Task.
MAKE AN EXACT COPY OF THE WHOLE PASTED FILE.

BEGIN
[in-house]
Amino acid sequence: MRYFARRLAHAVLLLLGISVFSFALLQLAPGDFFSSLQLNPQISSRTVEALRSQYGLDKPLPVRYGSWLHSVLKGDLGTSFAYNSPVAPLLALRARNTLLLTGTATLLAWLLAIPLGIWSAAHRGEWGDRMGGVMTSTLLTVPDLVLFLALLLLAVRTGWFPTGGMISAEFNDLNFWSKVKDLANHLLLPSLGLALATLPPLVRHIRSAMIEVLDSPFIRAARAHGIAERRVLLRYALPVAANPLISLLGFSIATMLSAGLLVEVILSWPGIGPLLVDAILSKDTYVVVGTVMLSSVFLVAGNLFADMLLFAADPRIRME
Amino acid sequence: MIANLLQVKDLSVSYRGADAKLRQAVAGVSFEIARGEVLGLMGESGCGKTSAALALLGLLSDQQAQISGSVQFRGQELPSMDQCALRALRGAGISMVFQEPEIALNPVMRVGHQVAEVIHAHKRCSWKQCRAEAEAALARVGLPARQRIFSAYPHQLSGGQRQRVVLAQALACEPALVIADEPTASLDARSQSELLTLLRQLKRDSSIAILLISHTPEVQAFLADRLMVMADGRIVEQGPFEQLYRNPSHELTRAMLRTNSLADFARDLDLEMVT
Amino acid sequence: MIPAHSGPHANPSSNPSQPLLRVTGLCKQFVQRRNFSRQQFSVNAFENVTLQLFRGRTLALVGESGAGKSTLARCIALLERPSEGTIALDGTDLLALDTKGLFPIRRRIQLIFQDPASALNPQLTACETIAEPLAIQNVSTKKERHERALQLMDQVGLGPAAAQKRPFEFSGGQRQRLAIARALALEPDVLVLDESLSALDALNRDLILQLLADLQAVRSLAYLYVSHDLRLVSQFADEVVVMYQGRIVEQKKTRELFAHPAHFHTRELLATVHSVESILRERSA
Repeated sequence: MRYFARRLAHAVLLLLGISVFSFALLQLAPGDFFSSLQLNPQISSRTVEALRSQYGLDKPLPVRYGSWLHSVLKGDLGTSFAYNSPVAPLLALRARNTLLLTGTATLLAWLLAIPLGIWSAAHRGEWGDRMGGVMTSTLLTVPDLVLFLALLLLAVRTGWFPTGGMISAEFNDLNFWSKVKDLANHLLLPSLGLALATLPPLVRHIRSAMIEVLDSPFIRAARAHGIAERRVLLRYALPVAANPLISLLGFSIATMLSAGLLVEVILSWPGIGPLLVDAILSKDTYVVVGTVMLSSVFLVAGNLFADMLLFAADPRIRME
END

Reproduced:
[in-house]
Amino acid sequence: MRYFARRLAHAVLLLLGISVFSFALLQLAPGDFFSSLQLNPQISSRTVEALRSQYGLDKPLPVRYGSWLHSVLKGDLGTSFAYNSPVAPLLALRARNTLLLTGTATLLAWLLAIPLGIWSAAHRGEWGDRMGGVMTSTLLTVPDLVLFLALLLLAVRTGWFPTGGMISAEFNDLNFWSKVKDLANHLLLPSLGLALATLPPLVRHIRSAMIEVLDSPFIRAARAHGIAERRVLLRYALPVAANPLISLLGFSIATMLSAGLLVEVILSWPGIGPLLVDAILSKDTYVVVGTVMLSSVFLVAGNLFADMLLFAADPRIRME
Amino acid sequence: MIANLLQVKDLSVSYRGADAKLRQAVAGVSFEIARGEVLGLMGESGCGKTSAALALLGLLSDQQAQISGSVQFRGQELPSMDQCALRALRGAGISMVFQEPEIALNPVMRVGHQVAEVIHAHKRCSWKQCRAEAEAALARVGLPARQRIFSAYPHQLSGGQRQRVVLAQALACEPALVIADEPTASLDARSQSELLTLLRQLKRDSSIAILLISHTPEVQAFLADRLMVMADGRIVEQGPFEQLYRNPSHELTRAMLRTNSLADFARDLDLEMVT
Amino acid sequence: MIPAHSGPHANPSSNPSQPLLRVTGLCKQFVQRRNFSRQQFSVNAFENVTLQLFRGRTLALVGESGAGKSTLARCIALLERPSEGTIALDGTDLLALDTKGLFPIRRRIQLIFQDPASALNPQLTACETIAEPLAIQNVSTKKERHERALQLMDQVGLGPAAAQKRPFEFSGGQRQRLAIARALALEPDVLVLDESLSALDALNRDLILQLLADLQAVRSLAYLYVSHDLRLVSQFADEVVVMYQGRIVEQKKTRELFAHPAHFHTRELLATVHSVESILRERSA
Repeated sequence: MRYFARRLAHAVLLLLGISVFSFALLQLAPGDFFSSLQLNPQISSRTVEALRSQYGLDKPLPVRYGSWLHSVLKGDLGTSFAYNSPVAPLLALRARNTLLLTGTATLLAWLLAIPLGIWSAAHRGEWGDRMGGVMTSTLLTVPDLVLFLALLLLAVRTGWFPTGGMISAEFNDLNFWSKVKDLANHLLLPSLGLALATLPPLVRHIRSAMIEVLDSPFIRAARAHGIAERRVLLRYALPVAANPLISLLGFSIATMLSAGLLVEVILSWPGIGPLLVDAILSKDTYVVVGTVMLSSVFLVAGNLFADMLLFAADPRIRME